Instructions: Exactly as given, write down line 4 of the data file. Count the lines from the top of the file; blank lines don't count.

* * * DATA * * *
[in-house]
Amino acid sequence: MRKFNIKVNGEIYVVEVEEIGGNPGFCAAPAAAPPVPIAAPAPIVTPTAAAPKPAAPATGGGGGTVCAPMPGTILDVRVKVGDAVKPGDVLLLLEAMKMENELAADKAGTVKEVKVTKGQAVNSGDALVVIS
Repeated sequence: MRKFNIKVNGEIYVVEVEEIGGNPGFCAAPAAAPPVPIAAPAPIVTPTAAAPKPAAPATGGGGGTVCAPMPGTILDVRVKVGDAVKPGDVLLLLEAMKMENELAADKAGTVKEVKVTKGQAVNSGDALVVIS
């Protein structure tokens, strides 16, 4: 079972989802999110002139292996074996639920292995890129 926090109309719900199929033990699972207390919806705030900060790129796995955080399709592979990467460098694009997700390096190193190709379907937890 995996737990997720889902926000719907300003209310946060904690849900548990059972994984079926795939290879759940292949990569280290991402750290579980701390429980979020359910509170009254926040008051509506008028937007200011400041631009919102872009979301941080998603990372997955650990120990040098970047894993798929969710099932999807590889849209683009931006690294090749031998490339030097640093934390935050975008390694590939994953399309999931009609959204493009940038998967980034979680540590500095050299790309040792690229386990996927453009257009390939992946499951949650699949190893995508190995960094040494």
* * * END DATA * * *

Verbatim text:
């Protein structure tokens, strides 16, 4: 079972989802999110002139292996074996639920292995890129 926090109309719900199929033990699972207390919806705030900060790129796995955080399709592979990467460098694009997700390096190193190709379907937890 995996737990997720889902926000719907300003209310946060904690849900548990059972994984079926795939290879759940292949990569280290991402750290579980701390429980979020359910509170009254926040008051509506008028937007200011400041631009919102872009979301941080998603990372997955650990120990040098970047894993798929969710099932999807590889849209683009931006690294090749031998490339030097640093934390935050975008390694590939994953399309999931009609959204493009940038998967980034979680540590500095050299790309040792690229386990996927453009257009390939992946499951949650699949190893995508190995960094040494």